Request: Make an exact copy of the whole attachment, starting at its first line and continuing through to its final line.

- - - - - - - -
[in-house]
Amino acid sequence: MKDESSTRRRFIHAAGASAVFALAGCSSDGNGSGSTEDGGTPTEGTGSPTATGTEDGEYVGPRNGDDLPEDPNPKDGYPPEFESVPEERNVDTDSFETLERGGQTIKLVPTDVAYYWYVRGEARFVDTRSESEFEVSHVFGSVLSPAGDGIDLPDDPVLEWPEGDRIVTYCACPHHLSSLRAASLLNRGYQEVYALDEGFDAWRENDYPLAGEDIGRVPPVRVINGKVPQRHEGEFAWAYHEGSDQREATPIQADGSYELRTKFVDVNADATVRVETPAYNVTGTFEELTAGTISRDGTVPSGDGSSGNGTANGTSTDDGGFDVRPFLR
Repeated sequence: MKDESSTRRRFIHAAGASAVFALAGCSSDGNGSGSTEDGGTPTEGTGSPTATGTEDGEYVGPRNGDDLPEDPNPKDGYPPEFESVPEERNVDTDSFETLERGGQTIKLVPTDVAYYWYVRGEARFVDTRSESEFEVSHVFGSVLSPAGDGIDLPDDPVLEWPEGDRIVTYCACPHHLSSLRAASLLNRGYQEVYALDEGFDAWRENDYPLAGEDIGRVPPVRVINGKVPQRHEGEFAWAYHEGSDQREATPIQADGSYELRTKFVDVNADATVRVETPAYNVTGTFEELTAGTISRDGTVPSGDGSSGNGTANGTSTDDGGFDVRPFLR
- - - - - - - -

[in-house]
Amino acid sequence: MKDESSTRRRFIHAAGASAVFALAGCSSDGNGSGSTEDGGTPTEGTGSPTATGTEDGEYVGPRNGDDLPEDPNPKDGYPPEFESVPEERNVDTDSFETLERGGQTIKLVPTDVAYYWYVRGEARFVDTRSESEFEVSHVFGSVLSPAGDGIDLPDDPVLEWPEGDRIVTYCACPHHLSSLRAASLLNRGYQEVYALDEGFDAWRENDYPLAGEDIGRVPPVRVINGKVPQRHEGEFAWAYHEGSDQREATPIQADGSYELRTKFVDVNADATVRVETPAYNVTGTFEELTAGTISRDGTVPSGDGSSGNGTANGTSTDDGGFDVRPFLR
Repeated sequence: MKDESSTRRRFIHAAGASAVFALAGCSSDGNGSGSTEDGGTPTEGTGSPTATGTEDGEYVGPRNGDDLPEDPNPKDGYPPEFESVPEERNVDTDSFETLERGGQTIKLVPTDVAYYWYVRGEARFVDTRSESEFEVSHVFGSVLSPAGDGIDLPDDPVLEWPEGDRIVTYCACPHHLSSLRAASLLNRGYQEVYALDEGFDAWRENDYPLAGEDIGRVPPVRVINGKVPQRHEGEFAWAYHEGSDQREATPIQADGSYELRTKFVDVNADATVRVETPAYNVTGTFEELTAGTISRDGTVPSGDGSSGNGTANGTSTDDGGFDVRPFLR